The National Sleep Foundation is celebrating its annual Sleep Awareness Week to raise awareness for the health benefits of sleep and tips for a better night’s rest. In the US, Sleep Awareness Week ends with Daylight Savings Time—the night many associate with losing an hour of sleep.
Sleep disturbances and daytime sleepiness are telling signs of poor sleep hygiene. If you are experiencing a problem sleeping, it is a good idea to evaluate your bedtime routine. It may take time to notice any positive effects from changing your sleep habits. If sleep has been a long-term problem, consulting your doctor or a sleep specialist may lead to a diagnosis of a sleep disorder such as insomnia or sleep apnea. Any evaluation would likely improve the treatment suggested toward healthy sleep.
Up to 70 million Americans have a sleep disorder; however, more than 40 million don’t get properly diagnosed or treated. People may be unaware of sleep interruptions, or may not think it is a serious problem worth bringing to the attention of their doctors. A survey of 4,023 US adults by Consumer Reports found 27% reporting they had trouble falling asleep or staying asleep most nights, and 68% struggled with sleep at least once a week. Americans spent an estimated $41 billion on sleep aids and remedies in 2015.
Continually getting less than 7 hours of sleep can contribute to multiple health risks: depression, heart disease, lowered immunity, obesity, and type 2 diabetes. A recent Gallup Poll found that Americans are working an average of 44 hours per week—the longest workweek in the history of Gallup’s work survey. A record-high 17% of US adults report working 60 or more hours per week, leaving less time for sleep. Working longer hours leaves other activities to the end of the day and inevitably cut into sleep time.
With more than half of those with a sleep disorder going undiagnosed, it is easy to see the importance of sleep health awareness. Sleep Awareness Week is vital to public health, especially leading up to the Daylight Savings “spring” forward. Following tips for good sleep hygiene can make adjusting easier and improve productivity:
- Avoid napping during the day. It can disturb your normal sleep pattern, making sleeping at night difficult.
- Avoid stimulants such as caffeine, nicotine, and alcohol too close to bedtime. While alcohol is a depressant, it disrupts sleep in the second half as the body begins to metabolize.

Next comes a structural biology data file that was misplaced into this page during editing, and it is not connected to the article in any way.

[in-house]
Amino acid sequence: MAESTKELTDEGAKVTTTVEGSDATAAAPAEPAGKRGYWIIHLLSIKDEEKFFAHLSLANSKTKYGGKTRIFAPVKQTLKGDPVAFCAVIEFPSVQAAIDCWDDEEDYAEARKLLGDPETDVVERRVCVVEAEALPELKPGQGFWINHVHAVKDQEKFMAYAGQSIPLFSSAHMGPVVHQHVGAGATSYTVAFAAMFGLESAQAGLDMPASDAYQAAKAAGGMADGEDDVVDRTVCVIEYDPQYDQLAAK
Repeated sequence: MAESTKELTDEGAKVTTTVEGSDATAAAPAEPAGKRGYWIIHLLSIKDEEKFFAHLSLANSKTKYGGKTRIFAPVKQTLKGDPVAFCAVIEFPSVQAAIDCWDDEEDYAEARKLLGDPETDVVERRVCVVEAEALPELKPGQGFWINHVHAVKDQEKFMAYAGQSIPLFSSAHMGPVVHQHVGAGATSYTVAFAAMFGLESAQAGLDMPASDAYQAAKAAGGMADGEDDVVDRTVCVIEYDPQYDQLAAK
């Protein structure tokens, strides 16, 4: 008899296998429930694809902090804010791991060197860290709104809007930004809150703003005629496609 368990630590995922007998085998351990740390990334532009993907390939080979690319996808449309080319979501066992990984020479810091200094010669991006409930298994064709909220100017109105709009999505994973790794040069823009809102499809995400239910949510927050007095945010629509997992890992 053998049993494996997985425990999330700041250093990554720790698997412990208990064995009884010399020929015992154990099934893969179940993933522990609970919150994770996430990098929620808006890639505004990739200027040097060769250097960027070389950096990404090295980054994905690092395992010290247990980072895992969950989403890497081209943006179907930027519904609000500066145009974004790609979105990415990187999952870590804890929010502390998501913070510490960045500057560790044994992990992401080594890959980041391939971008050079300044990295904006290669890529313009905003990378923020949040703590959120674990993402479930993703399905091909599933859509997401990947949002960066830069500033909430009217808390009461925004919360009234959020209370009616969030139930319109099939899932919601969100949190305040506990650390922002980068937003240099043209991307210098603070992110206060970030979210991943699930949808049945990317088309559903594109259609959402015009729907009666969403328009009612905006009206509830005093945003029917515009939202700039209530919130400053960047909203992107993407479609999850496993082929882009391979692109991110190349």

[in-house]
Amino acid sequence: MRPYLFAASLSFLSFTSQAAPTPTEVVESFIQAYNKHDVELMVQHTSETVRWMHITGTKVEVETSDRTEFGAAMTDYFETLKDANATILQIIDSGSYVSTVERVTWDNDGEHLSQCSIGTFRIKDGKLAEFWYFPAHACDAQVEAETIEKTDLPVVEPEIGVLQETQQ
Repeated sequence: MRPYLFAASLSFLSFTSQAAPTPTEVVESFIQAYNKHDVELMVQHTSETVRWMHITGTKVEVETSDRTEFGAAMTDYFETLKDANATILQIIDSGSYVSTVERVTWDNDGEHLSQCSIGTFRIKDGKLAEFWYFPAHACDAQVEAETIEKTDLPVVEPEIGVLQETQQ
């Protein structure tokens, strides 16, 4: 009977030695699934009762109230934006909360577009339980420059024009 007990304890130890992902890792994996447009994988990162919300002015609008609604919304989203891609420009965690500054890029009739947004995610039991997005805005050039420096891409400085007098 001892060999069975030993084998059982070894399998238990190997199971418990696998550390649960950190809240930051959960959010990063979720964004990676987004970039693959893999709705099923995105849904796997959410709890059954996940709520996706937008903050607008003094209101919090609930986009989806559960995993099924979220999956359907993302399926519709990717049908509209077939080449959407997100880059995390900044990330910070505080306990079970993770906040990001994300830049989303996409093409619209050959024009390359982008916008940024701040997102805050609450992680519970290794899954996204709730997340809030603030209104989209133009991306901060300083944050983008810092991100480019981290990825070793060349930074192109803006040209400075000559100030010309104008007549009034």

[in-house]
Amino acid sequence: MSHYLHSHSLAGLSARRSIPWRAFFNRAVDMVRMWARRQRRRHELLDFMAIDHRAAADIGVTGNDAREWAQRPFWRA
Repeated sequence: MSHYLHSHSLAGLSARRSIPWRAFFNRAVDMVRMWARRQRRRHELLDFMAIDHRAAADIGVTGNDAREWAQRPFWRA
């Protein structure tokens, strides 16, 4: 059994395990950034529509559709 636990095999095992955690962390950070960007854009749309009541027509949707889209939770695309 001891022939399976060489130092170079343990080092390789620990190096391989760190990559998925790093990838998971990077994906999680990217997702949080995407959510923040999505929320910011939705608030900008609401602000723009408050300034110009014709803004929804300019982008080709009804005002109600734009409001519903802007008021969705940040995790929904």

- Exercise can promote good sleep. Vigorous exercise should be done in the morning or late afternoon. Relaxing exercise such as stretches or yoga before bed can help initiate a restful night’s sleep.
- Food can be disruptive right before sleep. Stay away from large meals close to bedtime. Dietary changes can cause sleep problems as well.
- Ensure adequate exposure to natural light. Different levels of sunlight throughout the day help maintain a healthy sleep-wake cycle (circadian rhythm) with natural cues.
- Establish a regular bedtime routine. Do something to wind down. Try to avoid emotional conversations and activities before trying to sleep. Dwelling on problems can be a major factor affecting sleep.
- Associate your bed with sleep. It is not a good idea to watch TV, listen to the radio, or read in bed. Light, particularly blue light from screens, affects the wakefulness of one’s mind and can be detrimental to sleep.
Good sleep hygiene promotes healthy sleep and daytime alertness. A full night’s rest helps improve memory; reduce inflammation linked to heart disease, diabetes, and arthritis; inspire creativity; sharpen attention spans; promote healthy weight; lower stress; avoid accidents; and stave off depression.
NeedyMeds has a growing list of programs in our Diagnosis-Based Assistance database for sleep disorders. NeedyMeds’ unique crowdfunding platform HEALfundr is also available for individuals trying to raise funds for the treatment or diagnostic tests for a sleep disorder. If you know of any programs assisting individuals with sleep disorders that we don’t have listed on our site, please leave a comment and let us know about it.